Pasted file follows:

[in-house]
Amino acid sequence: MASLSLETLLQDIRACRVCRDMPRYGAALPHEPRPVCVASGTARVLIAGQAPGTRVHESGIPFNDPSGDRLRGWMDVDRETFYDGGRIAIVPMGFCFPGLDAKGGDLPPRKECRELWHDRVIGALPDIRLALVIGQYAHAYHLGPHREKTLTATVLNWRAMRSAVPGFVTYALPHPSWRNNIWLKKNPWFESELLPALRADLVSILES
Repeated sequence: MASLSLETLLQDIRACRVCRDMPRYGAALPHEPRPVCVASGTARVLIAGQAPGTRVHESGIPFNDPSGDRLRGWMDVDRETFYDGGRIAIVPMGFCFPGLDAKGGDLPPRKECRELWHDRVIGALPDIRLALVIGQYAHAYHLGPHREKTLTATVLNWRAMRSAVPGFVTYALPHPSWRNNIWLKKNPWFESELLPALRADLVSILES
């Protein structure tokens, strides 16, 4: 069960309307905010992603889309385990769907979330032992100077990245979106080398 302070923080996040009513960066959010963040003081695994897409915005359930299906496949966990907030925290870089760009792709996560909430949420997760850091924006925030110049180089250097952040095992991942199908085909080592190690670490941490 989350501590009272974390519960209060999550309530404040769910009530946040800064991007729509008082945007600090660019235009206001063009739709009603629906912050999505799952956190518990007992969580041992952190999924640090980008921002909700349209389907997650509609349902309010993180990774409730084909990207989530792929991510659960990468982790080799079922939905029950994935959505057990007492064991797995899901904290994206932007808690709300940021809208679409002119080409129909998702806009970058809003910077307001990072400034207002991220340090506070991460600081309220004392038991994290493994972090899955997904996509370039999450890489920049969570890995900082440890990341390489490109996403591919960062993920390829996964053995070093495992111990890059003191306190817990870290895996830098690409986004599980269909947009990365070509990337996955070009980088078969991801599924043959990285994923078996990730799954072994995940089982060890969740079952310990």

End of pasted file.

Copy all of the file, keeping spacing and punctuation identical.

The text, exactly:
[in-house]
Amino acid sequence: MASLSLETLLQDIRACRVCRDMPRYGAALPHEPRPVCVASGTARVLIAGQAPGTRVHESGIPFNDPSGDRLRGWMDVDRETFYDGGRIAIVPMGFCFPGLDAKGGDLPPRKECRELWHDRVIGALPDIRLALVIGQYAHAYHLGPHREKTLTATVLNWRAMRSAVPGFVTYALPHPSWRNNIWLKKNPWFESELLPALRADLVSILES
Repeated sequence: MASLSLETLLQDIRACRVCRDMPRYGAALPHEPRPVCVASGTARVLIAGQAPGTRVHESGIPFNDPSGDRLRGWMDVDRETFYDGGRIAIVPMGFCFPGLDAKGGDLPPRKECRELWHDRVIGALPDIRLALVIGQYAHAYHLGPHREKTLTATVLNWRAMRSAVPGFVTYALPHPSWRNNIWLKKNPWFESELLPALRADLVSILES
């Protein structure tokens, strides 16, 4: 069960309307905010992603889309385990769907979330032992100077990245979106080398 302070923080996040009513960066959010963040003081695994897409915005359930299906496949966990907030925290870089760009792709996560909430949420997760850091924006925030110049180089250097952040095992991942199908085909080592190690670490941490 989350501590009272974390519960209060999550309530404040769910009530946040800064991007729509008082945007600090660019235009206001063009739709009603629906912050999505799952956190518990007992969580041992952190999924640090980008921002909700349209389907997650509609349902309010993180990774409730084909990207989530792929991510659960990468982790080799079922939905029950994935959505057990007492064991797995899901904290994206932007808690709300940021809208679409002119080409129909998702806009970058809003910077307001990072400034207002991220340090506070991460600081309220004392038991994290493994972090899955997904996509370039999450890489920049969570890995900082440890990341390489490109996403591919960062993920390829996964053995070093495992111990890059003191306190817990870290895996830098690409986004599980269909947009990365070509990337996955070009980088078969991801599924043959990285994923078996990730799954072994995940089982060890969740079952310990």